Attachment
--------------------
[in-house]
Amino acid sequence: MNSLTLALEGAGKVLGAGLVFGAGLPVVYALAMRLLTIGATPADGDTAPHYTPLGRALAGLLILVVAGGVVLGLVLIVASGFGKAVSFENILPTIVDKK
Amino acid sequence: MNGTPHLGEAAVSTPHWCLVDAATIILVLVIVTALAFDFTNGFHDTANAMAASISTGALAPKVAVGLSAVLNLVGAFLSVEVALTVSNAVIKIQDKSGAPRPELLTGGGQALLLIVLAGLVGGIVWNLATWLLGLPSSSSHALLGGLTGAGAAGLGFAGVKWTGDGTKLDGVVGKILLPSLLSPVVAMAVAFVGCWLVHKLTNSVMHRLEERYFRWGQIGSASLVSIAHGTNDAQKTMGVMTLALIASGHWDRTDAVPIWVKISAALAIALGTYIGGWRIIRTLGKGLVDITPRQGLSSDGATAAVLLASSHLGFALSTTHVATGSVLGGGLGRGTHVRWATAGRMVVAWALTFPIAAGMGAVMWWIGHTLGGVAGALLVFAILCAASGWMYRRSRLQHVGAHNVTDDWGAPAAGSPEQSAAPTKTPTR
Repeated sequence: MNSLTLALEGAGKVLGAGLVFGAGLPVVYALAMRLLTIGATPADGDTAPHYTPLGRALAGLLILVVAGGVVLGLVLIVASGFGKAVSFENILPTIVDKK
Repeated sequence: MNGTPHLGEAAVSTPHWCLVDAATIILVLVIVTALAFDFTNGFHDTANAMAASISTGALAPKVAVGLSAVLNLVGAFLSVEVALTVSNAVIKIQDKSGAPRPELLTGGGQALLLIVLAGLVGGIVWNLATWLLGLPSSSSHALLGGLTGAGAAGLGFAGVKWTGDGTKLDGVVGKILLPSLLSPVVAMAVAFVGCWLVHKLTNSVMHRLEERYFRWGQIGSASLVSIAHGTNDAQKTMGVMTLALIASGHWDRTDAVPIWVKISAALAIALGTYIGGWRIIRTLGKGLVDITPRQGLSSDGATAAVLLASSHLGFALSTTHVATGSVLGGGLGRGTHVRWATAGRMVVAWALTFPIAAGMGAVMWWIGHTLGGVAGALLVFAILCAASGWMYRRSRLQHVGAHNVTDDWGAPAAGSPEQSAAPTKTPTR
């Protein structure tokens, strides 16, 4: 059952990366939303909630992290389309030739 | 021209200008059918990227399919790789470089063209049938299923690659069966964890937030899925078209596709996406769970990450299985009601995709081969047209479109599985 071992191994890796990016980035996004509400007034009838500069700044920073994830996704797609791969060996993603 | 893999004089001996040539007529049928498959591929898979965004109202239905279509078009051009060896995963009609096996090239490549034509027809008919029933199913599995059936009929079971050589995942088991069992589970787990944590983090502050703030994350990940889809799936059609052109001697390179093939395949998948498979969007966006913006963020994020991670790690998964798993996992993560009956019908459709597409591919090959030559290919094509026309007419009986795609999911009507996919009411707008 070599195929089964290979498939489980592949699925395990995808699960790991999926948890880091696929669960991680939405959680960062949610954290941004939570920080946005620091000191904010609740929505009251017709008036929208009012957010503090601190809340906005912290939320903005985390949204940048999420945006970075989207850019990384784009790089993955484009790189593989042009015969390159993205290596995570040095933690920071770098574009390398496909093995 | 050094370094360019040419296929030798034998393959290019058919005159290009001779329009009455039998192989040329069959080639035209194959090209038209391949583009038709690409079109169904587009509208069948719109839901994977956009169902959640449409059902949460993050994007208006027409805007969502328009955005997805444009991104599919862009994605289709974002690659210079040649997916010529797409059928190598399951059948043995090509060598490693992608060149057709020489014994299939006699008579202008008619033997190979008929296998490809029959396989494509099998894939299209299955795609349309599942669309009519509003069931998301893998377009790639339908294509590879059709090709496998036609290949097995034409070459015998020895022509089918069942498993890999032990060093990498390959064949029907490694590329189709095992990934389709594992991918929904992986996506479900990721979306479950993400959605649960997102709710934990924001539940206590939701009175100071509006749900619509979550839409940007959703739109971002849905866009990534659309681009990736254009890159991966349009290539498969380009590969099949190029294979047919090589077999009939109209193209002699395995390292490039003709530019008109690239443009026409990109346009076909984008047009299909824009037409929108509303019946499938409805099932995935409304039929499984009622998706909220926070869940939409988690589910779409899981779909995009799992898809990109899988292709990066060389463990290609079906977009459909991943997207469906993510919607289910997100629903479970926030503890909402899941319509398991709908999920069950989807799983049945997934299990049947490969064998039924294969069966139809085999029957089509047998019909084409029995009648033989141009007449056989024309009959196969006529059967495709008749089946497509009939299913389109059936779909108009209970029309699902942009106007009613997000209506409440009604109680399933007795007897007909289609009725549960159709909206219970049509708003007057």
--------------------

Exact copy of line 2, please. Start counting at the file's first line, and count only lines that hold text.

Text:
Amino acid sequence: MNSLTLALEGAGKVLGAGLVFGAGLPVVYALAMRLLTIGATPADGDTAPHYTPLGRALAGLLILVVAGGVVLGLVLIVASGFGKAVSFENILPTIVDKK